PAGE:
HELENA – Robert Wilkie, secretary of the U.S. Department of Veterans Affairs, said during a visit Monday to facilities in Montana that the Fort Harrison VA Medical Center has a 93% approval rating from clients.
“There is nothing like it in the entire United States when it comes to patient satisfaction,” he said at a news conference outside the facility, adding later that Forbes magazine recently listed the VA as the best employer in Montana.
Wilkie was in Montana at the invitation of Republican Sen. Steve Daines, but he also took time to thank Democratic Sen. Jon Tester and GOP Rep. Greg Gianforte for their support.
He said he had a “simple mission” and that was to thank VA workers for their work that they have done to help veterans.
“The veteran population is exploding and in the coming years you will see a larger footprint from Veterans Affairs across Montana to meet the growing needs of veterans in this state,” he said. “Montanans are interesting. When they go off to serve, unlike a lot of places, they don’t tend to stay where their last duty post was. They come back home, which is a testament to hospitality and a testament to the patriotism of the people of this state.”
Wilke said Montana has had a rapid expansion of telehealth services, so that “we can reach into the farthest places in this state.”
He said a telehealth clinic has been created at Eureka and there are plans to set it up at Walmarts to alleviate burdens of traveling great distances.
Wilkie said the most clinical priority is suicide prevention.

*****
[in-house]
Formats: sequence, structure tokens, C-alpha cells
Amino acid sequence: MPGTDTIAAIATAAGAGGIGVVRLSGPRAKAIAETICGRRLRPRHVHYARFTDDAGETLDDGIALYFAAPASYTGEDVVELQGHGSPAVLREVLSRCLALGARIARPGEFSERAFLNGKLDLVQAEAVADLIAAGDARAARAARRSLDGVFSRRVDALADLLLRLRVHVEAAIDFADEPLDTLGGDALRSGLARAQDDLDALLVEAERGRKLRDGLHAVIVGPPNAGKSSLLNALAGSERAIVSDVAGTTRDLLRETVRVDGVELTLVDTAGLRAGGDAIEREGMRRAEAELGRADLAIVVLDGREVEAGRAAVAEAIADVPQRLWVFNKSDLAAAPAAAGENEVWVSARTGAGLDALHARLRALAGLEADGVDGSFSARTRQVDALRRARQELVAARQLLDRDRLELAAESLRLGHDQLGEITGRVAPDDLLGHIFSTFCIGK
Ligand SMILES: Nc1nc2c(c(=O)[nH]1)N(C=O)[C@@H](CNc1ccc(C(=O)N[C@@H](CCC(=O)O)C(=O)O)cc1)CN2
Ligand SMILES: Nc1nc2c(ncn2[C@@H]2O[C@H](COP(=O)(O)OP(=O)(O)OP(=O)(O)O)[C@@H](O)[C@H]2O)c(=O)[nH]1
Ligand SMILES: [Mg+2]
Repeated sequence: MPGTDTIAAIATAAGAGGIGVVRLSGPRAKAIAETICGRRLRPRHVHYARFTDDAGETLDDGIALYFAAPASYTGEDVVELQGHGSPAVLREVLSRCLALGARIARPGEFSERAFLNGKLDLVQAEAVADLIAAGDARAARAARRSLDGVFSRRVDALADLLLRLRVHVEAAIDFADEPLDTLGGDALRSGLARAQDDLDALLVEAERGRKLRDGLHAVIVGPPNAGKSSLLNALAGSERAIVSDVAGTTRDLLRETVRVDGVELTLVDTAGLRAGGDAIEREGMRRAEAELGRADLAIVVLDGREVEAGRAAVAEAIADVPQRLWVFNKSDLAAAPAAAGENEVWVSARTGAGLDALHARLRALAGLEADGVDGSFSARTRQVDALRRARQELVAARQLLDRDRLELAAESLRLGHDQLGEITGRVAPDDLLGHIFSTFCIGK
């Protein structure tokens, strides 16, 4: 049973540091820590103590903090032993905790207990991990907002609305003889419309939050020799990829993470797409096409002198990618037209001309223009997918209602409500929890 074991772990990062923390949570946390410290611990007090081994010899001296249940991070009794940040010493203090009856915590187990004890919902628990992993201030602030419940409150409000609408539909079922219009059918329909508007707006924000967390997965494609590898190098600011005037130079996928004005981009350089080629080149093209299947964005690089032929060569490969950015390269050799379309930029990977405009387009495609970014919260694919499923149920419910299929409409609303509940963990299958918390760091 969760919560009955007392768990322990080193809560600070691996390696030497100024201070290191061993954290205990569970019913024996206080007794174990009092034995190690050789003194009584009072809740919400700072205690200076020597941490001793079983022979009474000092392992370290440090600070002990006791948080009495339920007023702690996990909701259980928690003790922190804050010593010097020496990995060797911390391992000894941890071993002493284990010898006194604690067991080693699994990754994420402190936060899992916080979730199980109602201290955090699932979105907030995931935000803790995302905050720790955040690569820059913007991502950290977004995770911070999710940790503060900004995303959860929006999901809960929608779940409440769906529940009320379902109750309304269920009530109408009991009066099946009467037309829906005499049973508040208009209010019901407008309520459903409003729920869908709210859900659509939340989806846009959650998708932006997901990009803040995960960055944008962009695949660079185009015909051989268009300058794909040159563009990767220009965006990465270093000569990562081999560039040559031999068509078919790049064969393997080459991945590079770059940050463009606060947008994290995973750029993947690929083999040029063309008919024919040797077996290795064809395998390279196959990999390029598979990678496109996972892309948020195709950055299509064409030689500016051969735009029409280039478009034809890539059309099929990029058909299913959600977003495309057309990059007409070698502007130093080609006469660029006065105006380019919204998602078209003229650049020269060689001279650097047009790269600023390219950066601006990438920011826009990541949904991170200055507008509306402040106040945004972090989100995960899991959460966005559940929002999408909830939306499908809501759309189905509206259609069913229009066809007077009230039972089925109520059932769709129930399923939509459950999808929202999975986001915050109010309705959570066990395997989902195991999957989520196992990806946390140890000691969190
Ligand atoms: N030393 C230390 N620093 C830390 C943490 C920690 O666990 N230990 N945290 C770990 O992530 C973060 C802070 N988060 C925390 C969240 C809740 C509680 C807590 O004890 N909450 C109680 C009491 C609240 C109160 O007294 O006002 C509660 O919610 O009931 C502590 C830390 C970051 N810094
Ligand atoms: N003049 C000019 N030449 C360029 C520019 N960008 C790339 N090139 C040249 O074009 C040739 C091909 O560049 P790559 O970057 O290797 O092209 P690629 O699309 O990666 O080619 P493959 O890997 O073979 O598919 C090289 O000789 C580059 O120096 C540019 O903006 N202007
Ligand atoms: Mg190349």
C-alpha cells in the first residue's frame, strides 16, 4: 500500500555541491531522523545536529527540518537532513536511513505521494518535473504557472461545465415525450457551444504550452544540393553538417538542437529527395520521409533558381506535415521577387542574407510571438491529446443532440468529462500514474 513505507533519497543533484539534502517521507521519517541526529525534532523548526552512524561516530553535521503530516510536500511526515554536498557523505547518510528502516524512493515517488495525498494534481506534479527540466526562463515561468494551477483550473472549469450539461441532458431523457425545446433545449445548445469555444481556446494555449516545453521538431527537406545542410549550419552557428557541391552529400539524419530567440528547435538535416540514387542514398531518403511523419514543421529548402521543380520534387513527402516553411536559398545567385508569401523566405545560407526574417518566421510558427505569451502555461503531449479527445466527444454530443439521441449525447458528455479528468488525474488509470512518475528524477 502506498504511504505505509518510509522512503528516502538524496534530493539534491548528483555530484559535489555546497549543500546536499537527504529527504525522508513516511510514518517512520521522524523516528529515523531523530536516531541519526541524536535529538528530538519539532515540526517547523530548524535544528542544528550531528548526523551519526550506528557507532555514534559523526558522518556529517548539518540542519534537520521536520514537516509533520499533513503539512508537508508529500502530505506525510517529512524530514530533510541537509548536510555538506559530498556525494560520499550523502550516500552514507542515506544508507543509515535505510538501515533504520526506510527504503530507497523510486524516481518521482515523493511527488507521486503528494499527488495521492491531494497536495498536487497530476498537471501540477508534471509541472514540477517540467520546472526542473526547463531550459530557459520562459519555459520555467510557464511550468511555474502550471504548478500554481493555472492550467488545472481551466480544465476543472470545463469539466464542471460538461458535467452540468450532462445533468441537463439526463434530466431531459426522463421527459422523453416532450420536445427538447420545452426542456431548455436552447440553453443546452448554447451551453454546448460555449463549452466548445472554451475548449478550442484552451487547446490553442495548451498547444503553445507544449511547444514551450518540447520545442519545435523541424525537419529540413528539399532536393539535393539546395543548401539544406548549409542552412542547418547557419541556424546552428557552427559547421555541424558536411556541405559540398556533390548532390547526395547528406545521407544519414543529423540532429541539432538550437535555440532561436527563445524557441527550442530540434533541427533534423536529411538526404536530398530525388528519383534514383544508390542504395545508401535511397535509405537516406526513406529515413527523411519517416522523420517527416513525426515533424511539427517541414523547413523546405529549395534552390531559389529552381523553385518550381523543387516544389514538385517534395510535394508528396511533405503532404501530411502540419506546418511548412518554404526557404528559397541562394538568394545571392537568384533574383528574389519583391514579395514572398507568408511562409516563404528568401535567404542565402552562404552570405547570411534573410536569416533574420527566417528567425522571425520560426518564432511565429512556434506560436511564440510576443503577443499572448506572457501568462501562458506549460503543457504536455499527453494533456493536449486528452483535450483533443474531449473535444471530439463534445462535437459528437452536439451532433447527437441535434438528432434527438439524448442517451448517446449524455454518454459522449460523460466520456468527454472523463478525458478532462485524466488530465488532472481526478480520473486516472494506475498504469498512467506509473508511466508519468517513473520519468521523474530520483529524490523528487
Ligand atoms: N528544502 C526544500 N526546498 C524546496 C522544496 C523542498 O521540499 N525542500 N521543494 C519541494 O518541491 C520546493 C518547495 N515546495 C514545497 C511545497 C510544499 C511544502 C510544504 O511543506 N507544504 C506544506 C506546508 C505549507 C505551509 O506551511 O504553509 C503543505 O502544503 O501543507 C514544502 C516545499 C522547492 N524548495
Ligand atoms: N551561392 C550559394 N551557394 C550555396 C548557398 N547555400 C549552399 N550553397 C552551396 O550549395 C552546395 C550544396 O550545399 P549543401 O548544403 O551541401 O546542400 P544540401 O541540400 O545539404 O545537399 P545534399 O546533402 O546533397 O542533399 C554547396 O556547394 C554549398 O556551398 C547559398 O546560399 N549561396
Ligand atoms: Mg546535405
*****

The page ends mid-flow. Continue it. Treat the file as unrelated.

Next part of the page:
But he said a national task force has been devoted into looking at the causes of veterans suicide. He added that President Donald Trump was expected to sign suicide legislation this week.
Daines said it was good to see that Fort Harrison had received a high rating. He also said he was glad to see 14 new doctors and two new psychiatrists at Fort Harrison.
He also said Wilkie spokes to canteen workers, saying they are unsung heroes of service to veterans. He and Wilkie were to make another stop at a VA facility in Missoula.
Daines announced Sept. 16 that Wilkie would visit the state, adding it was his “honor to serve Montana veterans in the United States Senate,” and he looked forward to bringing Wilkie to the state.
Daines is running for reelection and will face Democratic Gov. Steve Bullock.
Tester put out a statement last week critical of Wilkie’s visit, adding he was “frustrated he would make his first official visit to Montana in the midst of a contested political campaign less than three weeks before Montanans start voting.”
He also said he was troubled there was not a public event in which veterans could offer comment.
Montana VA officials announced in January that construction is underway on an 18,000-square-foot addition to the VA Medical Center at Fort Harrison and expected to be completed by the end of the year.
Dr. Judy Hayman, director of the VA Montana Healthcare System, said Montana VA provides care for more than 47,000 veterans. The agency has a staff of around 1,200, working from 17 care sites.
The new 16,000-square-foot Veterans Affairs Medical Center in Great Falls opened recently at 1400 29th St. S.